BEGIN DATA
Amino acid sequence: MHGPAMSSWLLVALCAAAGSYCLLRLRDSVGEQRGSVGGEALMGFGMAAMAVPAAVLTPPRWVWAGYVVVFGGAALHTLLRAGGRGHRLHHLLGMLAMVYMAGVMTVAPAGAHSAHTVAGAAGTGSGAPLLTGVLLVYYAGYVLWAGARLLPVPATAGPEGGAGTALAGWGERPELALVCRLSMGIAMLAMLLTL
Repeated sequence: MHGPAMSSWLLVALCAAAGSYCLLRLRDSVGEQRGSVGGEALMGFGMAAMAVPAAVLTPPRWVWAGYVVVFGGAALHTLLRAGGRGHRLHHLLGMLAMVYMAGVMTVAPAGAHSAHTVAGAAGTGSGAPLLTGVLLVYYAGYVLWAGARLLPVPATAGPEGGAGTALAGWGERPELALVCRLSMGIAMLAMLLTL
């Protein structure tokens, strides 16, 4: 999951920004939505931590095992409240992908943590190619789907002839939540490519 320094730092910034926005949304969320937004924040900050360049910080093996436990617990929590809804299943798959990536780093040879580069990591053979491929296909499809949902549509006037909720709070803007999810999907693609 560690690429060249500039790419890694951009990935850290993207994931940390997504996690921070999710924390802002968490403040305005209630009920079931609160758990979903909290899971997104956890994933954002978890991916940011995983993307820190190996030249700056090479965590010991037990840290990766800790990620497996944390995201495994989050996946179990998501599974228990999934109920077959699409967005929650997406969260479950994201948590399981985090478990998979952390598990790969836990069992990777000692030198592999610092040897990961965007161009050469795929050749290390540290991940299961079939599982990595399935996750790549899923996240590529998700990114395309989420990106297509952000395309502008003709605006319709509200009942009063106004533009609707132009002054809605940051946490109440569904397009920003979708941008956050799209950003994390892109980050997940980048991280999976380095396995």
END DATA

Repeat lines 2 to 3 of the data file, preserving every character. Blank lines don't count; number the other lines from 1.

Repeated sequence: MHGPAMSSWLLVALCAAAGSYCLLRLRDSVGEQRGSVGGEALMGFGMAAMAVPAAVLTPPRWVWAGYVVVFGGAALHTLLRAGGRGHRLHHLLGMLAMVYMAGVMTVAPAGAHSAHTVAGAAGTGSGAPLLTGVLLVYYAGYVLWAGARLLPVPATAGPEGGAGTALAGWGERPELALVCRLSMGIAMLAMLLTL
């Protein structure tokens, strides 16, 4: 999951920004939505931590095992409240992908943590190619789907002839939540490519 320094730092910034926005949304969320937004924040900050360049910080093996436990617990929590809804299943798959990536780093040879580069990591053979491929296909499809949902549509006037909720709070803007999810999907693609 560690690429060249500039790419890694951009990935850290993207994931940390997504996690921070999710924390802002968490403040305005209630009920079931609160758990979903909290899971997104956890994933954002978890991916940011995983993307820190190996030249700056090479965590010991037990840290990766800790990620497996944390995201495994989050996946179990998501599974228990999934109920077959699409967005929650997406969260479950994201948590399981985090478990998979952390598990790969836990069992990777000692030198592999610092040897990961965007161009050469795929050749290390540290991940299961079939599982990595399935996750790549899923996240590529998700990114395309989420990106297509952000395309502008003709605006319709509200009942009063106004533009609707132009002054809605940051946490109440569904397009920003979708941008956050799209950003994390892109980050997940980048991280999976380095396995």